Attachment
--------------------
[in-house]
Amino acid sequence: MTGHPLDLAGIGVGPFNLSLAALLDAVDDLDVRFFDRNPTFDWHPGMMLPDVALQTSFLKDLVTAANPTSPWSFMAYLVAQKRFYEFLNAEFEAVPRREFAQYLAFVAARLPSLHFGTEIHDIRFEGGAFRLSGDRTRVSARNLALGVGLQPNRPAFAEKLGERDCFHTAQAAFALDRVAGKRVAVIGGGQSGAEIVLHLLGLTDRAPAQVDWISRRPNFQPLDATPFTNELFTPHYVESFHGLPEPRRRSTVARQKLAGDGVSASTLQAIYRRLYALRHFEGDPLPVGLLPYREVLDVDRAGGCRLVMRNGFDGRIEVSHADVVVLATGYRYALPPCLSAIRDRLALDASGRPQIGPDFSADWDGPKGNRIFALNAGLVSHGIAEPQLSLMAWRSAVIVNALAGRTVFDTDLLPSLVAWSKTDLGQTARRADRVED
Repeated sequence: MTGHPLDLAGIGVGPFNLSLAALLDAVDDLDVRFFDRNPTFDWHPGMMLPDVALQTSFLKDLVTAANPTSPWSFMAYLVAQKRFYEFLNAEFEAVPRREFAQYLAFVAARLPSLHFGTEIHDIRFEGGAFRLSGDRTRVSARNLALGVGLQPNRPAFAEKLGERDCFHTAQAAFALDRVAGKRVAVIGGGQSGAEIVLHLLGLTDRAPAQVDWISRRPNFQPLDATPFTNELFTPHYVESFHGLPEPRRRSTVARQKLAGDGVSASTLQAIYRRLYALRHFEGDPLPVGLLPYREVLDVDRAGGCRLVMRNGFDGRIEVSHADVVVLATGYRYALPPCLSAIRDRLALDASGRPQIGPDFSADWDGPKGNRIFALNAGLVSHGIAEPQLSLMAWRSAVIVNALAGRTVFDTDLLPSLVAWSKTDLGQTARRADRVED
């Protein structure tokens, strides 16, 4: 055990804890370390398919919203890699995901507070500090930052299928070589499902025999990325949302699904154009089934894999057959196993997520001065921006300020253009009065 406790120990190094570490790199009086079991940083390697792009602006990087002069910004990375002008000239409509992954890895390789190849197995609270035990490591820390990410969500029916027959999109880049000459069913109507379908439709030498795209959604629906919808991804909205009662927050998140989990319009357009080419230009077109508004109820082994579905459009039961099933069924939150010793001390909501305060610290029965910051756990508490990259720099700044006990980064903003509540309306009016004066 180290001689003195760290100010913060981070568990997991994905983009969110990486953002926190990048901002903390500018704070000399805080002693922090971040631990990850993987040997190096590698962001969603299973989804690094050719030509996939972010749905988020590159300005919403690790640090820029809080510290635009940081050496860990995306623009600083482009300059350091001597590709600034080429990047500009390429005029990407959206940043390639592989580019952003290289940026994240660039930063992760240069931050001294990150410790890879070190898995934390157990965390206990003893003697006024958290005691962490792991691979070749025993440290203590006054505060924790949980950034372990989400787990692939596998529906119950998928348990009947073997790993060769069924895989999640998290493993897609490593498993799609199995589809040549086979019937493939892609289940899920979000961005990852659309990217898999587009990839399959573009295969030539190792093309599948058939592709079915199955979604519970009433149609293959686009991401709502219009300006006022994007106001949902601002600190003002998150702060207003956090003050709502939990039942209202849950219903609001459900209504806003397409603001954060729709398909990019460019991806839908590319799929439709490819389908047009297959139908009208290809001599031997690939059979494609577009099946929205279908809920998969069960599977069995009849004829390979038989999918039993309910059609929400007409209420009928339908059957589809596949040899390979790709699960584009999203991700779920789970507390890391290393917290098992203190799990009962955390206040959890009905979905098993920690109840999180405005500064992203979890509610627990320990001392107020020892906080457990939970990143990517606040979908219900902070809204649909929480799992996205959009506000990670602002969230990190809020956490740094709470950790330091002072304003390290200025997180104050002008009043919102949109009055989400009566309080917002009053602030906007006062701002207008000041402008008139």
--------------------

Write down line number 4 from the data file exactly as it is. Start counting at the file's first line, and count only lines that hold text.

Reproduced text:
């Protein structure tokens, strides 16, 4: 055990804890370390398919919203890699995901507070500090930052299928070589499902025999990325949302699904154009089934894999057959196993997520001065921006300020253009009065 406790120990190094570490790199009086079991940083390697792009602006990087002069910004990375002008000239409509992954890895390789190849197995609270035990490591820390990410969500029916027959999109880049000459069913109507379908439709030498795209959604629906919808991804909205009662927050998140989990319009357009080419230009077109508004109820082994579905459009039961099933069924939150010793001390909501305060610290029965910051756990508490990259720099700044006990980064903003509540309306009016004066 180290001689003195760290100010913060981070568990997991994905983009969110990486953002926190990048901002903390500018704070000399805080002693922090971040631990990850993987040997190096590698962001969603299973989804690094050719030509996939972010749905988020590159300005919403690790640090820029809080510290635009940081050496860990995306623009600083482009300059350091001597590709600034080429990047500009390429005029990407959206940043390639592989580019952003290289940026994240660039930063992760240069931050001294990150410790890879070190898995934390157990965390206990003893003697006024958290005691962490792991691979070749025993440290203590006054505060924790949980950034372990989400787990692939596998529906119950998928348990009947073997790993060769069924895989999640998290493993897609490593498993799609199995589809040549086979019937493939892609289940899920979000961005990852659309990217898999587009990839399959573009295969030539190792093309599948058939592709079915199955979604519970009433149609293959686009991401709502219009300006006022994007106001949902601002600190003002998150702060207003956090003050709502939990039942209202849950219903609001459900209504806003397409603001954060729709398909990019460019991806839908590319799929439709490819389908047009297959139908009208290809001599031997690939059979494609577009099946929205279908809920998969069960599977069995009849004829390979038989999918039993309910059609929400007409209420009928339908059957589809596949040899390979790709699960584009999203991700779920789970507390890391290393917290098992203190799990009962955390206040959890009905979905098993920690109840999180405005500064992203979890509610627990320990001392107020020892906080457990939970990143990517606040979908219900902070809204649909929480799992996205959009506000990670602002969230990190809020956490740094709470950790330091002072304003390290200025997180104050002008009043919102949109009055989400009566309080917002009053602030906007006062701002207008000041402008008139």